A JI faction led by Noordin Mohammad Top conducted the most recent high-profile attack associated with the group July 17, 2009 at the J.W. Marriott and Ritz-Carlton hotels in Jakarta when two suicide bombers detonated explosive devices, killing seven and injuring more than 50, including seven Americans.
Strength: Estimates of total JI members vary from 500 to several thousand.
Location/Area of Operation: JI is based in Indonesia and is believed to have elements in Malaysia and the Philippines.
External Aid: Investigations have indicated that JI is fully capable of its own fundraising through membership donations and criminal and business activities. It has received financial, ideological, and logistical support from Middle Eastern contacts and non-governmental organizations.
aka People's Resistance Movement of Iran (PMRI); Jonbesh-i Moqavemat-i-Mardom-i Iran; Popular Resistance Movement of Iran; Soldiers of God; Fedayeen-e-Islam; Former Jundallah of Iran; Jundullah; Jondullah; Jundollah; Jondollah; Jondallah; Army of God (God's Army); Baloch Peoples Resistance Movement (BPRM)
Description: Jundallah was designated as a Foreign Terrorist Organization on November 4, 2010. Since its 2003 inception, Jundallah, a violent extremist organization that operates primarily in the province of Sistan va Balochistan of Iran, has engaged in numerous attacks, killing and maiming scores of Iranian civilians and government officials. Jundallah's stated goals are to secure recognition of Balochi cultural, economic, and political rights from the Government of Iran and to spread awareness of the plight of the Baloch situation through violent and nonviolent means.
Activities : In March 2006, Jundallah attacked a motorcade in eastern Iran, which included the deputy head of the Iranian Red Crescent Security Department, who was then taken hostage. The Governor of Zahedan, his deputy, and five other officials were wounded; seven others were kidnapped; and more than 20 were killed in the attack. An October 2009 suicide bomb attack in a marketplace in the city of Pishin in the Sistan va Balochistan province, which killed more than 40 people, was reportedly the deadliest terrorist attack in Iran since the 1980s. In a statement on its website, Jundallah claimed responsibility for the December 15, 2010 suicide bomb attack inside the Iman Hussein Mosque in Chabahar, which killed an estimated 35 to 40 civilians and wounded 60 to 100. In July 2010, Jundallah attacked the Grand Mosque in Zahedan, killing approximately 30 and injuring an estimated 300. There were no reported attacks attributed to Jundallah in 2011.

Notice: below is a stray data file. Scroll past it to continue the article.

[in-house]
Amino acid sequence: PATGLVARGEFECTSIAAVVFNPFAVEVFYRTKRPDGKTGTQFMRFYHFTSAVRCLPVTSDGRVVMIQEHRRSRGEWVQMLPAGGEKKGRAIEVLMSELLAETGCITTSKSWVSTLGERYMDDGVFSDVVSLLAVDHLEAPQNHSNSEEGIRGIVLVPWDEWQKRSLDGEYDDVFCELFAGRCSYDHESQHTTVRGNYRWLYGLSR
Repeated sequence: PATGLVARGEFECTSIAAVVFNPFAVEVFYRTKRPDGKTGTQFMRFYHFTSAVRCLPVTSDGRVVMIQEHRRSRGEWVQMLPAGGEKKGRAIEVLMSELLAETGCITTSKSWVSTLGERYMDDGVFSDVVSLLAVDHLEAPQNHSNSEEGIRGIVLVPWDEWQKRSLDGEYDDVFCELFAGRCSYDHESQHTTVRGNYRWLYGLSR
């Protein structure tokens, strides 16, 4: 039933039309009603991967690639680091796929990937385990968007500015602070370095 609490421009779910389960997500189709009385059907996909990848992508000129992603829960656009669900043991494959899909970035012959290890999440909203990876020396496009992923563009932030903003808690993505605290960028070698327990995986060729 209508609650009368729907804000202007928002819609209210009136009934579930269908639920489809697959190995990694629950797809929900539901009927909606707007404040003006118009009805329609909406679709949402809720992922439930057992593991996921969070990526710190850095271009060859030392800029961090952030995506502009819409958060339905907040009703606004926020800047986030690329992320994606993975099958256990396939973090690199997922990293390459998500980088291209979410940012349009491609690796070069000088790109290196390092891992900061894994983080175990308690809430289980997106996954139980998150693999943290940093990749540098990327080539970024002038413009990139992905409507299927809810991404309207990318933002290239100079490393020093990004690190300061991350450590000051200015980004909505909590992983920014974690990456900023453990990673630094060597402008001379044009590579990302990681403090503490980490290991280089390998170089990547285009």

Strength: Reports of Jundallah membership vary from 500 to 2,000.
Location/Area of Operation: Throughout Sistan va Balochistan province in southeastern Iran and the greater Balochistan area of Afghanistan and Pakistan.
External Aid: Unknown.
aka American Friends of the United Yeshiva; American Friends of Yeshivat Rav Meir; Committee for the Safety of the Roads; Dikuy Bogdim; DOV; Forefront of the Idea; Friends of the Jewish Idea Yeshiva; Jewish Legion; Judea Police; Judean Congress; Kach; Kahane; Kahane Lives; Kahane Tzadak; Kahane.org; Kahanetzadak.com; Kfar Tapuah Fund; Koach; Meir's Youth; New Kach Movement; Newkach.org; No'ar Meir; Repression of Traitors; State of Judea; Sword of David; The Committee Against Racism and Discrimination (CARD); The Hatikva Jewish Identity Center; The International Kahane Movement; The Jewish Idea Yeshiva; The Judean Legion; The Judean Voice; The Qomemiyut Movement; The Rabbi Meir David Kahane Memorial Fund; The Voice of Judea; The Way of the Torah; The Yeshiva of the Jewish Idea; Yeshivat Harav Meir
Description: Kach – the precursor to Kahane Chai – was founded by radical Israeli-American Rabbi Meir Kahane with the goal of restoring Greater Israel, which is generally used to refer to Israel, the West Bank, and Gaza. Its offshoot, Kahane Chai, (translation: “Kahane Lives”) was founded by Meir Kahane's son Binyamin following his father's 1990 assassination in the United States. Both organizations were designated as Foreign Terrorist Organizations on October 8, 1997. The group has attempted to gain seats in the Israeli Knesset over the past several decades but has won only one seat in 1984.